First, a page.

In this note we study the Schwarz lemma and inequalities for some holomorphic functions on the unit disc. Also, we obtain the inequality of the derivative of holomorphic maps at a boundary point of the unit disc and find a holomorphic map to satisfy the equality.
1. Introduction
One of the very basic theorems in complex analysis is the following Schwarz lemma
[4]
.
Theorem 1.1
(Schwarz Lemma)
.
Let f be a holomorphic function of the open unit disc U
= {
z
∈ ℂ : 
z
 ＜ 1}
into U with f
(0) = 0.
Then

f
′(0) ≤ 1
and

f(z)
 ≤ 
z

for all z
∈
U with the equality only for f(z)
=
e^{iθ}z with real θ
.
If, in addition,
f
has multiple zeroes at
z
= 0, then the Schwarz lemma results in the following (see
[7]
).
Corollary 1.2.
Let f be a holomorphic function of U into U with f
(0) =
f
′(0) = … =
f
^{(n−1)}
(0) = 0.
Then

f(z)
 ≤ 
z

^{n}
for all

z
 ＜ 1
with the equality only for f(z)
=
e^{iθ}z^{n} with real θ
.
More generally, the Schwarz lemma can be applied to a function with the information
f
(
α
) =
β
for some
α, β
with 
α
 ＜ 1, 
β
 ＜ 1 instead of
f
(0) = 0 and it is called the SchwarzPick lemma
[2]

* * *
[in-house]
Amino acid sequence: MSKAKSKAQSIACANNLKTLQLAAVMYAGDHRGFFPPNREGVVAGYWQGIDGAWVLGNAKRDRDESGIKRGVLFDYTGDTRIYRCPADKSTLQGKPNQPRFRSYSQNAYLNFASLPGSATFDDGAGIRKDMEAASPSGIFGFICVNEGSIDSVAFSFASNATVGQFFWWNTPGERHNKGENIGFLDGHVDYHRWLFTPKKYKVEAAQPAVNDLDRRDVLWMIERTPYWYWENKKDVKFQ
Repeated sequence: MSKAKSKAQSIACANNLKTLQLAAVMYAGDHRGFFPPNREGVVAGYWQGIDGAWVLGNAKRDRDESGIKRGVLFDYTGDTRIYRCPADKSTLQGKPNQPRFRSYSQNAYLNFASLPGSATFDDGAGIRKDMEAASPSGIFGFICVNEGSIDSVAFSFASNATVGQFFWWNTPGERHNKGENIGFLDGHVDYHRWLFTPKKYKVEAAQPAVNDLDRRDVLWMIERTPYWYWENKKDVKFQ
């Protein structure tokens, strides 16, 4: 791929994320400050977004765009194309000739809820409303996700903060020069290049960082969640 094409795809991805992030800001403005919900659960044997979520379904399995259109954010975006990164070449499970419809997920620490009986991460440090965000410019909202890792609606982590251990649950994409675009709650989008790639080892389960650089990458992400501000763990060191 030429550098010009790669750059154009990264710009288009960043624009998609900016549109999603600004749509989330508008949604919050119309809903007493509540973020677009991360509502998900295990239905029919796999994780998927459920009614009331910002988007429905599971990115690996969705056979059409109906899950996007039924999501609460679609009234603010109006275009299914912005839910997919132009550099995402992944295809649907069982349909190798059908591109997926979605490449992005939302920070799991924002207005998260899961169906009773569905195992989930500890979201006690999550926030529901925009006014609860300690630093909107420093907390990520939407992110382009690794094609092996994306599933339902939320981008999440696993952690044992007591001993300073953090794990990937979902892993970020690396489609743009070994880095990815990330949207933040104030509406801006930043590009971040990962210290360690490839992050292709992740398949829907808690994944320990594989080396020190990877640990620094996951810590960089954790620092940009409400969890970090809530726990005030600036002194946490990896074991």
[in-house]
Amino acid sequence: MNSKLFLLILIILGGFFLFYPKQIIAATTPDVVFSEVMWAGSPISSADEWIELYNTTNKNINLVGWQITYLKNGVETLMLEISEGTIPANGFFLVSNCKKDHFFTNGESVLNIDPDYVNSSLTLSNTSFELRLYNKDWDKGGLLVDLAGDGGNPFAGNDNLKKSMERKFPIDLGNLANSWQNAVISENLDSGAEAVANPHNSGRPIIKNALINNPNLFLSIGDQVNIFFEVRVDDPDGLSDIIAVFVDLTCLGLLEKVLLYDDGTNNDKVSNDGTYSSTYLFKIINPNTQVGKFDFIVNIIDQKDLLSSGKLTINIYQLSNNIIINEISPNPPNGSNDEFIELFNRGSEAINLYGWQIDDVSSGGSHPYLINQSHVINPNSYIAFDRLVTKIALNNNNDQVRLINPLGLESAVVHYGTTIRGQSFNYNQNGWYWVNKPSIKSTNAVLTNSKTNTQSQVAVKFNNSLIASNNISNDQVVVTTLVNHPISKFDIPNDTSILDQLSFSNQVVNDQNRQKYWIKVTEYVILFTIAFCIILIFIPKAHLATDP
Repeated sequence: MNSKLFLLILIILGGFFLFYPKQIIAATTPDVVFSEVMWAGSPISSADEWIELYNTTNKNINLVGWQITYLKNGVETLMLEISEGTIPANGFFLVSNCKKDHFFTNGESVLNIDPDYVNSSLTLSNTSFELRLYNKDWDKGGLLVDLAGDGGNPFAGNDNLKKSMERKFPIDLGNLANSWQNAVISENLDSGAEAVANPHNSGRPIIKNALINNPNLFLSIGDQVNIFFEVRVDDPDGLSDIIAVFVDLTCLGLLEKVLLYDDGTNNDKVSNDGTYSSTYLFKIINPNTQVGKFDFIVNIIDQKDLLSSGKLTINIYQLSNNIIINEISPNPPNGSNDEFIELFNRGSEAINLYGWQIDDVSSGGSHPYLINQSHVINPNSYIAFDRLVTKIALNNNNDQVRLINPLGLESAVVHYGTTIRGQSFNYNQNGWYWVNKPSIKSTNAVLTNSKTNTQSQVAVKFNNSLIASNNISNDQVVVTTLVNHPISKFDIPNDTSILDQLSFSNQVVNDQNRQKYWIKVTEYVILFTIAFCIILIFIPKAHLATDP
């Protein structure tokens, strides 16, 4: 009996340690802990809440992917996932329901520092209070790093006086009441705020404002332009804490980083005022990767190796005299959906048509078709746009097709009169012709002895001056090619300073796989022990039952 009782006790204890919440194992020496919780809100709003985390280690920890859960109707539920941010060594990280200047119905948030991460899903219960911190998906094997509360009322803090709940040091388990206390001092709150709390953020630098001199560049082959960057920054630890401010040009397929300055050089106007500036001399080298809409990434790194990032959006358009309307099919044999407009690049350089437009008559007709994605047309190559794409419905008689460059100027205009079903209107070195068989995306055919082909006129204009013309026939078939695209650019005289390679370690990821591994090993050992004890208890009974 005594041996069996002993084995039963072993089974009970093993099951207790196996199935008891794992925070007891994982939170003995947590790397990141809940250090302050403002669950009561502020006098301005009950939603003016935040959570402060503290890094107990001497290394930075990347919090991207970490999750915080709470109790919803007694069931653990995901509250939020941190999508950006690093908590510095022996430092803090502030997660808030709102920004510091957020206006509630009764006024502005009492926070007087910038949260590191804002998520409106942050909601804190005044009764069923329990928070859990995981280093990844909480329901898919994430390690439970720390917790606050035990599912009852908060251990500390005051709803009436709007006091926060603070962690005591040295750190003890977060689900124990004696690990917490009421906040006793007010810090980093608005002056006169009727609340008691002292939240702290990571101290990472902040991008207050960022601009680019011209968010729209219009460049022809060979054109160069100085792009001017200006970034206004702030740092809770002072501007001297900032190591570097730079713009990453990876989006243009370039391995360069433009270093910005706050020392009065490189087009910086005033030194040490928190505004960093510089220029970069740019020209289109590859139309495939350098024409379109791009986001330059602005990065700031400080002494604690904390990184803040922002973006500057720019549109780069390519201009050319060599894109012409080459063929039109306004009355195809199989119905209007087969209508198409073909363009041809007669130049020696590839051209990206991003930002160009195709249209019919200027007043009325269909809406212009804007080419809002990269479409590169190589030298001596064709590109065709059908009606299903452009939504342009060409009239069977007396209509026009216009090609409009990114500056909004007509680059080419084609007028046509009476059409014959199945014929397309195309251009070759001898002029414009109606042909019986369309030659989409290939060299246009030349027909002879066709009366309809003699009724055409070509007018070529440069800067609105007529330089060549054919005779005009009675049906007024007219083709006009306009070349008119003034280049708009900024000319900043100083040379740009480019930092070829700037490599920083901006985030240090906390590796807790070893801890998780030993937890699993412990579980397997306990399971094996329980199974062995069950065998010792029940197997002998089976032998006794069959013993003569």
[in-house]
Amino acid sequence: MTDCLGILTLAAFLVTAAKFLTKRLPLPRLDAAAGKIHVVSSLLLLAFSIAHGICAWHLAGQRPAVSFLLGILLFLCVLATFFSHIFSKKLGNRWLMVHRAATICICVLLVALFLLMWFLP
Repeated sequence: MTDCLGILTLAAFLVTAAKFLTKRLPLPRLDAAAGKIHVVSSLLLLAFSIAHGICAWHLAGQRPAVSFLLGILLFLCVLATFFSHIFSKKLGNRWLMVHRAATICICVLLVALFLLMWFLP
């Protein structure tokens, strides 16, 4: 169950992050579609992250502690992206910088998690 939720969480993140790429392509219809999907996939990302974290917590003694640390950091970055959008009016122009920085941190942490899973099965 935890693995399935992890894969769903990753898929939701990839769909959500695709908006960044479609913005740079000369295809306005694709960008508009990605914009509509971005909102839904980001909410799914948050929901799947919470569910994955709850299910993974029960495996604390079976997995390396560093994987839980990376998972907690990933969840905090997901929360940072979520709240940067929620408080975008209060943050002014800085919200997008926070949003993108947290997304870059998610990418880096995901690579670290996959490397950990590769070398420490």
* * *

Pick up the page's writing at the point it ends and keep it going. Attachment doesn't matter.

.
Corollary 1.3
(SchwarzPick Lemma)
.
Let f be a holomorphic function of U into U with f(α)
=
β for some α, β with

α
 ＜ 1, 
β
 ＜ 1.
Then
for

α
 ＜ 1.
If
f
in Corollary 1.3 fixes
α
, then 
f
′(
α
) ≤ 1. Note that the equality in the above corollary holds only for Möbius transformation mapping the open unit disc into itself.
The Schwarz lemma looks a simple result, but it is highly influential in the function theory of the complex analysis. It is used to get properties of holomorphic functions of the unit disc into itself at a boundary point of the unit disc. For historical background about the Schwarz lemma and its applications on the boundary of the unit disc, we refer to Boas
[1]
. In
[3]
, we find a holomorphic self map defined on the closed unit disc with fixed points only on the boundary of the unit disc.
Now, our concern is for holomorphic functions mapping the unit disc into itself at a boundary point of the unit disc. From the Schwarz lemma, it is known that if a holomorphic function
f
of the unit disc into itself with
f
(0) = 0 extends continuously to a boundary point
z
_{0}
with 
z
_{0}
 = 1, 
f
(
z
_{0}
) = 1, and
f
′(
z
_{0}
) exists, then 
f
′(
z
_{0}
) ≥ 1. The following theorem called the boundary Schwarz lemma can be found in
[6]
.
Theorem 1.4
(The boundary Schwarz Lemma)
.
Let f be a holomorphic function of U into U with f
(0) = 0.
Assume that for some point z
_{0}
with

z
_{0}
 = 1,
f extends continuously to z
_{0}
, 
f
(
z
_{0}
) = 1,
and f
′(
z
_{0}
)
exists. Then
and hence
The equality in (1.2) holds if and only if f(z) = ze^{iθ} for some real θ
.
If, in addition, the function f has the property f
(0) =
f
′(0) = … =
f
^{(n−1)}
(0) = 0,
n
∈ ℕ,
then
The equality in (1.3) holds if and only if f(z) = z^{n}e^{iθ} for some real θ
.
Remark 1.5.
Under the same hypothesis as in Theorem 1.4 except
f
(0) = 0, Osserman
[6]
showed that the following inequality
holds where
F(z)
=
instead of the inequality (1.1).